• 1 of 5 stars Service
Was this review helpful? Yes 10
This review is the subjective opinion of a TripAdvisor member and not of TripAdvisor LLC.
Marion, Indiana
Level Contributor
45 reviews
7 hotel reviews
common_n_hotel_reviews_1bd8 26 helpful votes
4 of 5 stars Reviewed April 21, 2012

Very pleasant prairie experience. I suggest visiting if you're in the area. The working farm and Native American areas are both educational and interesting. Great place to bike. I really hope the State adds outdoor swimming!!!

Stayed April 2012, traveled with family
Was this review helpful? Yes 3
This review is the subjective opinion of a TripAdvisor member and not of TripAdvisor LLC.
Level Contributor
57 reviews
18 hotel reviews
common_n_hotel_reviews_1bd8 65 helpful votes
5 of 5 stars Reviewed August 12, 2011

Prophetstown is a new Indiana state park. As a park it has a lot of potential but still has some growing to do. Its best attribute is very few people have found it yet. You can walk or ride bikes around with very little traffic. I have never felt crowded like you do at some of the other state parks.

The campground is excellent for what you pay. It is around five years old and it shows. All facilities clean and are new very well maintained.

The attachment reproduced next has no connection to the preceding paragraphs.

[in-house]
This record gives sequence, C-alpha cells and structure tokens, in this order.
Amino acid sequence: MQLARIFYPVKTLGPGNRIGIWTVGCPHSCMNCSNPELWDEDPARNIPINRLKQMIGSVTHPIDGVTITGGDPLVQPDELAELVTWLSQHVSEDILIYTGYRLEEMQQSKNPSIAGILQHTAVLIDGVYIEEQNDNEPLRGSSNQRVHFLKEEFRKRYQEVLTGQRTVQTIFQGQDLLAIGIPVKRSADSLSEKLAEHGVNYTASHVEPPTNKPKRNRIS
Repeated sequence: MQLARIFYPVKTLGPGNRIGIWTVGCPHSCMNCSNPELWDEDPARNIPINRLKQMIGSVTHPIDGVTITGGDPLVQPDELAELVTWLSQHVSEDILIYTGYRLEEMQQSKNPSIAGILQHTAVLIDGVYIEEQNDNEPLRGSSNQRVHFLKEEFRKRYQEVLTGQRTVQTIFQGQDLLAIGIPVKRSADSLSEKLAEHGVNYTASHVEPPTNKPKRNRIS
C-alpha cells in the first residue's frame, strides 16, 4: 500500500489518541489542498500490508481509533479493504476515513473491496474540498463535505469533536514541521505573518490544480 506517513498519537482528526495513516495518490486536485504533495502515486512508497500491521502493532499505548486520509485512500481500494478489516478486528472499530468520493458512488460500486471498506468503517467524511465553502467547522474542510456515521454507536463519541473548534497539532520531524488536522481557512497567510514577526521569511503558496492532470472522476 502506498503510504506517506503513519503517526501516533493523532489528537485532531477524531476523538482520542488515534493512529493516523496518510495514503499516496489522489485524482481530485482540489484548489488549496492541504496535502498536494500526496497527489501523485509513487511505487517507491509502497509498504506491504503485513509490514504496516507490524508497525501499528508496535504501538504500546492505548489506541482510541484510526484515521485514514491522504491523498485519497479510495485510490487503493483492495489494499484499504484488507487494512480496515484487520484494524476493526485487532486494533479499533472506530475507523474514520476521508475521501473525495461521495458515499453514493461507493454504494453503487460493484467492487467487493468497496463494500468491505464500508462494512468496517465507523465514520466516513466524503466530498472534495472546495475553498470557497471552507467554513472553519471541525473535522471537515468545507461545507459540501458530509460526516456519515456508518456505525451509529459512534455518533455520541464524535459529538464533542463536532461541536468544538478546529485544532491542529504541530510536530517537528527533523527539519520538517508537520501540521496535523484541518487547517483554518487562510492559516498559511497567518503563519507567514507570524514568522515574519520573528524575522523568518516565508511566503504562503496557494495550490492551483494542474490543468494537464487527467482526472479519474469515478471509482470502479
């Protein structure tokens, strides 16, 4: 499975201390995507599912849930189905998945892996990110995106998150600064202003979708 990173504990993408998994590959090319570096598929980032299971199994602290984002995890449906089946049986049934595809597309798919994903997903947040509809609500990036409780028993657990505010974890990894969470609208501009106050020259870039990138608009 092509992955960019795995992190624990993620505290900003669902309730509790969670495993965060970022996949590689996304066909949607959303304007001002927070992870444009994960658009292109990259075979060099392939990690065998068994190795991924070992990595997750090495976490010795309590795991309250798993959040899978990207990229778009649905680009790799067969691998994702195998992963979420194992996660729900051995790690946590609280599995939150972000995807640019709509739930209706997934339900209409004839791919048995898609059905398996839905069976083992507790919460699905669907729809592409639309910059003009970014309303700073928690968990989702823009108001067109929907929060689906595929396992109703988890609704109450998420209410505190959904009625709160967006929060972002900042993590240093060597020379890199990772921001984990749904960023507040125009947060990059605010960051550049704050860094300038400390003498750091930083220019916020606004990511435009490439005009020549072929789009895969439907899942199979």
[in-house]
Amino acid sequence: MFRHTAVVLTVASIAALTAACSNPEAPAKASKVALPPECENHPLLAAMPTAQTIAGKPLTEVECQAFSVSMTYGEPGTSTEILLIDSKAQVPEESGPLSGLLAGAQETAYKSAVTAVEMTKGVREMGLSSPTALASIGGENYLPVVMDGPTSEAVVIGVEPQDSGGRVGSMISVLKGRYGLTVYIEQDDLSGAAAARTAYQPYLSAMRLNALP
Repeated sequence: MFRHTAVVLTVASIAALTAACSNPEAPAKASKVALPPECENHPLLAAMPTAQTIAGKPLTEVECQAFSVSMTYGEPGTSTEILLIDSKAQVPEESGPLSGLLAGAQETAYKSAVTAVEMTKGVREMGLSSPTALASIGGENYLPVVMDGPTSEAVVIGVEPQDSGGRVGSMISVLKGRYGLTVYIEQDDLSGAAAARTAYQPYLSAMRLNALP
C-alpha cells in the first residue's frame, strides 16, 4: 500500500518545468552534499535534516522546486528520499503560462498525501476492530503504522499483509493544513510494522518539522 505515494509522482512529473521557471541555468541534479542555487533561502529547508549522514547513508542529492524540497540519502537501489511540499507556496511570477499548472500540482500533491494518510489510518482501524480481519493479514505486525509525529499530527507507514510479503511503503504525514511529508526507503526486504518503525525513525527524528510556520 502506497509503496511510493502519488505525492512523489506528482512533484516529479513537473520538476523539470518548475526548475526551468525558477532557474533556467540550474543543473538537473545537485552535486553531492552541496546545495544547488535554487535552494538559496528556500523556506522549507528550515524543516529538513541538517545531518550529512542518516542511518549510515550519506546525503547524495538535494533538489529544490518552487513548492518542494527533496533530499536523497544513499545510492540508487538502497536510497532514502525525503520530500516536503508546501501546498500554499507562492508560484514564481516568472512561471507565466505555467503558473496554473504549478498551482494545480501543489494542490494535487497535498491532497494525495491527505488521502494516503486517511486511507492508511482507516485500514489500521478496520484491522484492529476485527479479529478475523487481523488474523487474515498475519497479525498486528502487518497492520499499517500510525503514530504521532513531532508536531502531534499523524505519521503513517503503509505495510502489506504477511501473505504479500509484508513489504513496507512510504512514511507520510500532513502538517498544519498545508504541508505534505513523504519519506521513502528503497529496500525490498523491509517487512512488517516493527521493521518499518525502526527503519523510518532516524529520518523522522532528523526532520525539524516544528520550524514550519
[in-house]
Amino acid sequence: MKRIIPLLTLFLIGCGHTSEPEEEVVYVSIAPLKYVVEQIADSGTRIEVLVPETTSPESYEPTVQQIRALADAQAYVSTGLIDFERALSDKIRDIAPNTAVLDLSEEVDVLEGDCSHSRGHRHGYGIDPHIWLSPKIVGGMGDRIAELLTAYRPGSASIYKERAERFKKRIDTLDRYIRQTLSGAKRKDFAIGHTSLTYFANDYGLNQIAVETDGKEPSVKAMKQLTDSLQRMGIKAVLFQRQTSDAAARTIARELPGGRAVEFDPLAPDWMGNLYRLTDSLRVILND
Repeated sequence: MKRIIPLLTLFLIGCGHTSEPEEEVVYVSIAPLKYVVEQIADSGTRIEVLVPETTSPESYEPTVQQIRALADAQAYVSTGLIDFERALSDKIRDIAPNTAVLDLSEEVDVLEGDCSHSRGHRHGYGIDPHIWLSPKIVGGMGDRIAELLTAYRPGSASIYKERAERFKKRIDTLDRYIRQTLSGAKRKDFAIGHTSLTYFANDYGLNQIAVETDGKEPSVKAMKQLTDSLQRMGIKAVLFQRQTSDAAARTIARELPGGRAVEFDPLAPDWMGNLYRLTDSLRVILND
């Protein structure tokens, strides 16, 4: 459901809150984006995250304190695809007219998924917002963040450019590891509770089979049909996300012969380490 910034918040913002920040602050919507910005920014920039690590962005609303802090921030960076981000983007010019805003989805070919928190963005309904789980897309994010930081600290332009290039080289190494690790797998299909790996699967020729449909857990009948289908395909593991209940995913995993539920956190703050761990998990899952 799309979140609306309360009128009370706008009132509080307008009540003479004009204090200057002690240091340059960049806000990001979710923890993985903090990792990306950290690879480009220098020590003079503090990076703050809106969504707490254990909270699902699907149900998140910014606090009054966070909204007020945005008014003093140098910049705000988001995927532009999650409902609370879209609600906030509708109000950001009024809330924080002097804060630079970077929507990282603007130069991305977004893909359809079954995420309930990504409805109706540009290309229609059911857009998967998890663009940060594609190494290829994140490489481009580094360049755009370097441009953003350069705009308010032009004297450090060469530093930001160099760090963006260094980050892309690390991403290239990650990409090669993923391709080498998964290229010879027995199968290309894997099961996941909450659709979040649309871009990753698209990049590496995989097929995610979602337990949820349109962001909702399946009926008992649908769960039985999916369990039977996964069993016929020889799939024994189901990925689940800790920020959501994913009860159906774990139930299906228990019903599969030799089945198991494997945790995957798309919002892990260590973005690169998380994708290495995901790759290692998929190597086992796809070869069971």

Being a state park they don't have a pool or big playground, but if you enjoy camping out under the stars in a quiet and peaceful campground this is the place to go in north central Indiana.

Word of note, the front half of the campground (southern portion) has a lot of privacy on most of the lots, many with complete wrap around evergreens and other trees. However the northern portion is mostly wide open with few if any trees. It really depends on what you enjoy. We've stayed in both sections and enjoyed them both.

The northern section sits up on a small bluff with wide open prairie land all around. It is great for people watching and wonderful sunrises/sunsets. The southern section is great for privacy and the feeling of almost living in the woods.

One word of caution, the park trials through the prairie grass has chiggers so plan accordingly. We have not had a chigger problem in the campground itself, but some of the trails are through 3-4 foot talk prairie grasses just the kind of conditions for chiggers.

Final caution, follow the park's directions for getting to the campground. The "official" address is on state road 225. A map will show you that SR 225 cuts right through the center of the park, but there is no way to enter the park from SR 225.

  • Stayed July 2011, traveled with family
    • 5 of 5 stars Value
    • 5 of 5 stars Sleep Quality
    • 5 of 5 stars Cleanliness
    • 5 of 5 stars Service
Was this review helpful? Yes 5
This review is the subjective opinion of a TripAdvisor member and not of TripAdvisor LLC.
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Additional Information about Prophetstown State Park Campground

Address: 4112 State Road 225 E, P.O. Box 327, West Lafayette, IN 47920
Location: United States > Indiana > West Lafayette
Hotel Style:
Ranked #1 of 1 Specialty Lodging in West Lafayette
Number of rooms: 110